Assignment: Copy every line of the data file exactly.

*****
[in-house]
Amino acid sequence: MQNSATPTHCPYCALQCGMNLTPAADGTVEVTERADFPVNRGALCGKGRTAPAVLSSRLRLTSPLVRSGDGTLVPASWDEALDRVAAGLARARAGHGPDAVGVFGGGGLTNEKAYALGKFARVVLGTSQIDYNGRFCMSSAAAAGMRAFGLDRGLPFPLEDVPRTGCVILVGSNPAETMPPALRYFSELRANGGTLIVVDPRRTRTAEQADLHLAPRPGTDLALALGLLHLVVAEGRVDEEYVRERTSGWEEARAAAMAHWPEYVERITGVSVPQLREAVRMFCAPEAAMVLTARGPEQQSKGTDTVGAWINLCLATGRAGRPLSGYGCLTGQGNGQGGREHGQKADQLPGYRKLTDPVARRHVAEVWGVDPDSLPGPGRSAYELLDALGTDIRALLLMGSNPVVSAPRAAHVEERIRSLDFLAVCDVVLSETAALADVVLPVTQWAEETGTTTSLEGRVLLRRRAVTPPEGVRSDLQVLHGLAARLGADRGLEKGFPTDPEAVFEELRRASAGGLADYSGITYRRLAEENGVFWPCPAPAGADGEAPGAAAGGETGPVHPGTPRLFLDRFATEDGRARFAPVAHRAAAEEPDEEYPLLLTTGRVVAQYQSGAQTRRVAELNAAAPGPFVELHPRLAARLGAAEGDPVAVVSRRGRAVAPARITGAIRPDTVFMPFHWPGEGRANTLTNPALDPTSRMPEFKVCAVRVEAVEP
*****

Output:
[in-house]
Amino acid sequence: MQNSATPTHCPYCALQCGMNLTPAADGTVEVTERADFPVNRGALCGKGRTAPAVLSSRLRLTSPLVRSGDGTLVPASWDEALDRVAAGLARARAGHGPDAVGVFGGGGLTNEKAYALGKFARVVLGTSQIDYNGRFCMSSAAAAGMRAFGLDRGLPFPLEDVPRTGCVILVGSNPAETMPPALRYFSELRANGGTLIVVDPRRTRTAEQADLHLAPRPGTDLALALGLLHLVVAEGRVDEEYVRERTSGWEEARAAAMAHWPEYVERITGVSVPQLREAVRMFCAPEAAMVLTARGPEQQSKGTDTVGAWINLCLATGRAGRPLSGYGCLTGQGNGQGGREHGQKADQLPGYRKLTDPVARRHVAEVWGVDPDSLPGPGRSAYELLDALGTDIRALLLMGSNPVVSAPRAAHVEERIRSLDFLAVCDVVLSETAALADVVLPVTQWAEETGTTTSLEGRVLLRRRAVTPPEGVRSDLQVLHGLAARLGADRGLEKGFPTDPEAVFEELRRASAGGLADYSGITYRRLAEENGVFWPCPAPAGADGEAPGAAAGGETGPVHPGTPRLFLDRFATEDGRARFAPVAHRAAAEEPDEEYPLLLTTGRVVAQYQSGAQTRRVAELNAAAPGPFVELHPRLAARLGAAEGDPVAVVSRRGRAVAPARITGAIRPDTVFMPFHWPGEGRANTLTNPALDPTSRMPEFKVCAVRVEAVEP